During a close-door meeting with the Governor of a Bharatiya Janata Party (BJP) ruled state, party president Amit Shah—whose idea of Indian Democracy is Congress Mukt Bharat—admitted that the saffron party will get trounced in Uttar Pradesh, if Congress, Samajwadi Party (SP) and Bahujan Samaj Party (BSP) materialised mahagathbandhan (Grand Alliance) in the ensuing Lok Sabha polls.
Shah—who otherwise is regarded as modern Chanakya in the party—appeared a little worried during the meeting, revealed a highly placed BJP source.
“The party will find it difficult to even cross the double digit mark. Precisely, it will get between three to eight seats,” Shah reportedly acknowledged before the Governor, who is credited for expanding BJP’s base in Western UP before taking up his statutory assignment.
“So, what is the way forward?” asked the Governor.
A few weeks later, answer came from a Union Minister who is considered a prominent, emerging Jat leader within the saffron camp. Talking to a selected group of people in the last week of July at his office in Central Delhi, the Minister is learnt to have told attendees that his party and the Central government are exploring many options to counter the might of the mahagathabandhan. One of the most suitable option to the BJP is division of Uttar Pradesh into four states, the Minister remarked, emphasising that it was the most effective way to checkmate mahagathbandhan in the ensuing general elections.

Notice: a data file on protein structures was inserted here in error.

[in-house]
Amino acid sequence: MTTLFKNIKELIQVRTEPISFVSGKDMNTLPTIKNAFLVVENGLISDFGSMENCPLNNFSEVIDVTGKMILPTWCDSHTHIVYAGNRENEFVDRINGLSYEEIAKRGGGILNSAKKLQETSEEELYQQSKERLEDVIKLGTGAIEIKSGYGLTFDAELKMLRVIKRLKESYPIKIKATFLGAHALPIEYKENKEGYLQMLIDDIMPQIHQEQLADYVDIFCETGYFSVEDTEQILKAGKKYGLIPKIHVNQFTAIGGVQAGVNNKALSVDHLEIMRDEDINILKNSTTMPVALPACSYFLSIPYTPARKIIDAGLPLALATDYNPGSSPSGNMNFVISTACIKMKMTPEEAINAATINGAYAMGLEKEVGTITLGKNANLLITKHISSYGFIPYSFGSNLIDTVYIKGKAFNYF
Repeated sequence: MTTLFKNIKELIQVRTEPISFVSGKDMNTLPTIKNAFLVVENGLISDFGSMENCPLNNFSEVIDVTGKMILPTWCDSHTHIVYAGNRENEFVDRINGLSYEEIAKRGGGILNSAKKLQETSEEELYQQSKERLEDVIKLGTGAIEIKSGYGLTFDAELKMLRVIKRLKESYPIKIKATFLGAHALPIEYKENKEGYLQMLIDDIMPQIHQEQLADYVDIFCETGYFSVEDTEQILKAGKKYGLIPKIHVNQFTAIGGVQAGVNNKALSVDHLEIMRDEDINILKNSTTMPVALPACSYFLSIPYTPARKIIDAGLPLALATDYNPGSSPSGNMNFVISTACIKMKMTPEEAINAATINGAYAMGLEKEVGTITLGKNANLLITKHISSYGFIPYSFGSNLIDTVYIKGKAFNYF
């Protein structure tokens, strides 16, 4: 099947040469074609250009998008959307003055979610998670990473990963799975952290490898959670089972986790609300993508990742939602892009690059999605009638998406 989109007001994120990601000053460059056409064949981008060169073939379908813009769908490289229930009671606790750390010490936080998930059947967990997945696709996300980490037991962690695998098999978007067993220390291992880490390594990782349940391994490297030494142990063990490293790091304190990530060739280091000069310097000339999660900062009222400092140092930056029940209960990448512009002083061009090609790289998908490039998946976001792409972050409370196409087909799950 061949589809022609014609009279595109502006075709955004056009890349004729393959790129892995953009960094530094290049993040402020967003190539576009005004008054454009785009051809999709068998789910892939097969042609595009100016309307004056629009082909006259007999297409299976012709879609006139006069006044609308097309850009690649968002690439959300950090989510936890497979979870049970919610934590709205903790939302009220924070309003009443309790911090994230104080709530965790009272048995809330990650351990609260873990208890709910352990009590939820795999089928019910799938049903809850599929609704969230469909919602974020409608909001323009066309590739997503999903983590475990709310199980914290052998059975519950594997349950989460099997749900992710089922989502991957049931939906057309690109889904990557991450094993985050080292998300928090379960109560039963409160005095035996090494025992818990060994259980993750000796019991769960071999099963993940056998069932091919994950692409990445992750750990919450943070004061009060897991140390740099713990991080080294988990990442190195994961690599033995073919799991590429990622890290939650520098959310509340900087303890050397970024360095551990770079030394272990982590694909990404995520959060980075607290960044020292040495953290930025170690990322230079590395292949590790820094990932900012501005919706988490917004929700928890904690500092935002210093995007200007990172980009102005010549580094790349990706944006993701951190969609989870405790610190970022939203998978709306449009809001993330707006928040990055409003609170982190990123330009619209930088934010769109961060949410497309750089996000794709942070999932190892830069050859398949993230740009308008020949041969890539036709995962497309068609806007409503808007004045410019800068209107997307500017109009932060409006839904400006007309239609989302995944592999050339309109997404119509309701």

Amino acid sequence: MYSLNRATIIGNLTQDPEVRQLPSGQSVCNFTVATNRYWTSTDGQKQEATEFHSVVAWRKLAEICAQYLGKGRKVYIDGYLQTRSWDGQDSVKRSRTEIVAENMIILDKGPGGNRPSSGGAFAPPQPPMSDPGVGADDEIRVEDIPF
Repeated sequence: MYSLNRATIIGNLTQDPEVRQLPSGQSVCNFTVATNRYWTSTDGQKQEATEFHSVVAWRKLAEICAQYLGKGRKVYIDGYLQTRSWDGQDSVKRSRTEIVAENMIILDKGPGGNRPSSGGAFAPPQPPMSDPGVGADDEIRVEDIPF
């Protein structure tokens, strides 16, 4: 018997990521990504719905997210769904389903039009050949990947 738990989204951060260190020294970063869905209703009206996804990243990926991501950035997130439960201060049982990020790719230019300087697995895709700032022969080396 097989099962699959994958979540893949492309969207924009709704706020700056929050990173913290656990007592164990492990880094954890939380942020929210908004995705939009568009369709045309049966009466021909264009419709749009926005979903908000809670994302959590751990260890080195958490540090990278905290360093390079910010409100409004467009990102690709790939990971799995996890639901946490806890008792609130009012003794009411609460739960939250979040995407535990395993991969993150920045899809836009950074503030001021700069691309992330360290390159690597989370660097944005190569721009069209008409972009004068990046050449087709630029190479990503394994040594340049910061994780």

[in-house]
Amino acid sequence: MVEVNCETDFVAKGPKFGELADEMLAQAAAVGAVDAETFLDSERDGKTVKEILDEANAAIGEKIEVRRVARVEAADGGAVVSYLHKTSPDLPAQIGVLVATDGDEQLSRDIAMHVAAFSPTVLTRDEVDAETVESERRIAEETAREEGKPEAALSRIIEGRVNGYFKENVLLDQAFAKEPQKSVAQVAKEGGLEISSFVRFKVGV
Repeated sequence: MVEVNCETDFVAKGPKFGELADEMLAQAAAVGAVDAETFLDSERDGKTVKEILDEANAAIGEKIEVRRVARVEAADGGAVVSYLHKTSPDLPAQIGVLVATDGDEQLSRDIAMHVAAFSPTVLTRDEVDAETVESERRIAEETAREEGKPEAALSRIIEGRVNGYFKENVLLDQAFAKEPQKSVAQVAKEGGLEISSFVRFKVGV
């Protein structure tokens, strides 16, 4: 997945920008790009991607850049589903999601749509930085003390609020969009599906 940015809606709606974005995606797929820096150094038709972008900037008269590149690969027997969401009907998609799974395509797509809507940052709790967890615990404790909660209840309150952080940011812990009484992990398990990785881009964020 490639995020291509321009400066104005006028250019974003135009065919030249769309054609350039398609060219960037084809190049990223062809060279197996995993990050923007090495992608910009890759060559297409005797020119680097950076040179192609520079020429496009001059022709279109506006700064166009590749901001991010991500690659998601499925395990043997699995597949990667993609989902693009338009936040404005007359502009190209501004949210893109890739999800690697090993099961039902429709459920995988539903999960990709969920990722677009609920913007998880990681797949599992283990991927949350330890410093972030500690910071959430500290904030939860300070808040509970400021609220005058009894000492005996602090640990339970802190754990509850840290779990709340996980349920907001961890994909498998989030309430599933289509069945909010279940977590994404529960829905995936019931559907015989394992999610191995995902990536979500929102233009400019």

“He further admitted that growing resentment on the ground will have adverse impact on party’s electoral fortune in Lok Sabha election-2019,” as per a senior journalist who attended the meeting said.
The minister also confirmed that the RSS – BJP’s parental organisation—is also backing BJP’s idea of dividing Uttar Pradesh.
Taking forward its penchant for the creation of the smaller states, in its 2014 election manifesto also, BJP had emphasised on the recognition of regional aspirations. In the section titled “Strengthen the Framework” the party had built a case for greater decentralization through the creation of smaller states.
According to the blueprint, Uttar Pradesh would be divided in to four states. “With capital in Meerut, Western UP will be known as Harit Pradesh and the Eastern UP will be known as Purvanchal with its capital in Allahabad. Similarly, the present capital of the state, Lucknow will be the capital of the Central UP or Awadh Pradesh and with Jhansi as the capital, Southern UP will be known as Bundelkhand after the division,” according to the BJP’s blueprint.